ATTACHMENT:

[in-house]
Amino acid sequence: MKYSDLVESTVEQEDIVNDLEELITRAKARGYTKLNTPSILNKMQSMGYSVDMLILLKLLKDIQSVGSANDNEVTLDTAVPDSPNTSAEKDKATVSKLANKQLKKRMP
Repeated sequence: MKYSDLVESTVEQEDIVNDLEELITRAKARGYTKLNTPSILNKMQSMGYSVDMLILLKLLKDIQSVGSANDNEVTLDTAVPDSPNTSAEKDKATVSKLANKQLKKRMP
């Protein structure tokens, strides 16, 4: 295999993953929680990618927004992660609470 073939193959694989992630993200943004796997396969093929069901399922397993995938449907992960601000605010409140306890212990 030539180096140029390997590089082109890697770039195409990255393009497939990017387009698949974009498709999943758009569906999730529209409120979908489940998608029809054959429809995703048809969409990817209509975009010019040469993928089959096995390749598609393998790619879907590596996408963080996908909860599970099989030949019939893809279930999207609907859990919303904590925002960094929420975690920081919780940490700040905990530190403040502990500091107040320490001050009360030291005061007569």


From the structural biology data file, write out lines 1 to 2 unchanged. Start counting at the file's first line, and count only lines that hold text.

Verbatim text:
[in-house]
Amino acid sequence: MKYSDLVESTVEQEDIVNDLEELITRAKARGYTKLNTPSILNKMQSMGYSVDMLILLKLLKDIQSVGSANDNEVTLDTAVPDSPNTSAEKDKATVSKLANKQLKKRMP